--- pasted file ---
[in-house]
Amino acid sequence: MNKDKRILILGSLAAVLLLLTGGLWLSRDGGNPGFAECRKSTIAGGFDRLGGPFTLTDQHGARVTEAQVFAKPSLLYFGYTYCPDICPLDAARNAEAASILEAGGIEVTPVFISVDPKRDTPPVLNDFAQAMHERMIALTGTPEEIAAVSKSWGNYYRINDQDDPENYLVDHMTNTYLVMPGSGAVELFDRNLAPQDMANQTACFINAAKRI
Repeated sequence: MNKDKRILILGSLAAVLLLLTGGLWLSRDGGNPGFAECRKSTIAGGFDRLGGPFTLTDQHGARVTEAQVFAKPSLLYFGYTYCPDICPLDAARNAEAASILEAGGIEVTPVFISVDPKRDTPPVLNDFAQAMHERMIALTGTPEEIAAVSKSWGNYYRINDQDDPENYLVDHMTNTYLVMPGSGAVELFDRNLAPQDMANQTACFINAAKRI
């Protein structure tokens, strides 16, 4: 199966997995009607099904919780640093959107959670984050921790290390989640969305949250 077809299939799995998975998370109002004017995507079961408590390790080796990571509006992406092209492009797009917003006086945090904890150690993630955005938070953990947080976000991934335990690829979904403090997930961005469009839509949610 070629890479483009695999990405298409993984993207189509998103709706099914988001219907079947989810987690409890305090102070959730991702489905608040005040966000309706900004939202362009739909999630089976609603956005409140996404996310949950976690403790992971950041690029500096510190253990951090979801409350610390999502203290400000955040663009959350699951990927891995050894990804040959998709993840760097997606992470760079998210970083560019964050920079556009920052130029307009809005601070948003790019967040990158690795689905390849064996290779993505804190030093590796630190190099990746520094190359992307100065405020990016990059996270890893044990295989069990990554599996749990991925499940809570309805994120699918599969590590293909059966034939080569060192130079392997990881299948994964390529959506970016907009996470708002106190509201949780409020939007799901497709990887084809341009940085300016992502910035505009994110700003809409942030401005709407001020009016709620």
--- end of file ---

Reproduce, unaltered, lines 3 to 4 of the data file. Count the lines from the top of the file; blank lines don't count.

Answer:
Repeated sequence: MNKDKRILILGSLAAVLLLLTGGLWLSRDGGNPGFAECRKSTIAGGFDRLGGPFTLTDQHGARVTEAQVFAKPSLLYFGYTYCPDICPLDAARNAEAASILEAGGIEVTPVFISVDPKRDTPPVLNDFAQAMHERMIALTGTPEEIAAVSKSWGNYYRINDQDDPENYLVDHMTNTYLVMPGSGAVELFDRNLAPQDMANQTACFINAAKRI
């Protein structure tokens, strides 16, 4: 199966997995009607099904919780640093959107959670984050921790290390989640969305949250 077809299939799995998975998370109002004017995507079961408590390790080796990571509006992406092209492009797009917003006086945090904890150690993630955005938070953990947080976000991934335990690829979904403090997930961005469009839509949610 070629890479483009695999990405298409993984993207189509998103709706099914988001219907079947989810987690409890305090102070959730991702489905608040005040966000309706900004939202362009739909999630089976609603956005409140996404996310949950976690403790992971950041690029500096510190253990951090979801409350610390999502203290400000955040663009959350699951990927891995050894990804040959998709993840760097997606992470760079998210970083560019964050920079556009920052130029307009809005601070948003790019967040990158690795689905390849064996290779993505804190030093590796630190190099990746520094190359992307100065405020990016990059996270890893044990295989069990990554599996749990991925499940809570309805994120699918599969590590293909059966034939080569060192130079392997990881299948994964390529959506970016907009996470708002106190509201949780409020939007799901497709990887084809341009940085300016992502910035505009994110700003809409942030401005709407001020009016709620």